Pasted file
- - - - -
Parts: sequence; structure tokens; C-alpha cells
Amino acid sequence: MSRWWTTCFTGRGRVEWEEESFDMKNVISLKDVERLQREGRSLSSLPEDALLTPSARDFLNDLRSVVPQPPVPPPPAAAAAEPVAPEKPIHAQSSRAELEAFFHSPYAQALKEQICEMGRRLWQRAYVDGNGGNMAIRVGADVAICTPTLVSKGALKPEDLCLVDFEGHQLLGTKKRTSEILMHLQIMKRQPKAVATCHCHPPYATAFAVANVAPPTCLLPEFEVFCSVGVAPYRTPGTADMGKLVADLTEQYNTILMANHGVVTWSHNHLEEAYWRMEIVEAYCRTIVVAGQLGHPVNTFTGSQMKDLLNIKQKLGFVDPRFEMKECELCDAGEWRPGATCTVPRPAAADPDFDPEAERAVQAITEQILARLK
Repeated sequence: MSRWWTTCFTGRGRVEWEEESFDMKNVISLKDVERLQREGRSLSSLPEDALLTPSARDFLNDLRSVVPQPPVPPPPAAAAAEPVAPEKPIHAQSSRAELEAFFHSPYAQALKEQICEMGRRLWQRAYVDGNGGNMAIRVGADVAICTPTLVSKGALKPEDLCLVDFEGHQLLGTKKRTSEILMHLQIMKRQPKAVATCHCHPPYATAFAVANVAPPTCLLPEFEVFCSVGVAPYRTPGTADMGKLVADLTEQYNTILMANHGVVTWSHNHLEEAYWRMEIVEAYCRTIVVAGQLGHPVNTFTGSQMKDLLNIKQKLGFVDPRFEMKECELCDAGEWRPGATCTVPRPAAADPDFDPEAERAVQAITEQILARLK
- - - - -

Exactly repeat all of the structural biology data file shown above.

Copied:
Parts: sequence; structure tokens; C-alpha cells
Amino acid sequence: MSRWWTTCFTGRGRVEWEEESFDMKNVISLKDVERLQREGRSLSSLPEDALLTPSARDFLNDLRSVVPQPPVPPPPAAAAAEPVAPEKPIHAQSSRAELEAFFHSPYAQALKEQICEMGRRLWQRAYVDGNGGNMAIRVGADVAICTPTLVSKGALKPEDLCLVDFEGHQLLGTKKRTSEILMHLQIMKRQPKAVATCHCHPPYATAFAVANVAPPTCLLPEFEVFCSVGVAPYRTPGTADMGKLVADLTEQYNTILMANHGVVTWSHNHLEEAYWRMEIVEAYCRTIVVAGQLGHPVNTFTGSQMKDLLNIKQKLGFVDPRFEMKECELCDAGEWRPGATCTVPRPAAADPDFDPEAERAVQAITEQILARLK
Repeated sequence: MSRWWTTCFTGRGRVEWEEESFDMKNVISLKDVERLQREGRSLSSLPEDALLTPSARDFLNDLRSVVPQPPVPPPPAAAAAEPVAPEKPIHAQSSRAELEAFFHSPYAQALKEQICEMGRRLWQRAYVDGNGGNMAIRVGADVAICTPTLVSKGALKPEDLCLVDFEGHQLLGTKKRTSEILMHLQIMKRQPKAVATCHCHPPYATAFAVANVAPPTCLLPEFEVFCSVGVAPYRTPGTADMGKLVADLTEQYNTILMANHGVVTWSHNHLEEAYWRMEIVEAYCRTIVVAGQLGHPVNTFTGSQMKDLLNIKQKLGFVDPRFEMKECELCDAGEWRPGATCTVPRPAAADPDFDPEAERAVQAITEQILARLK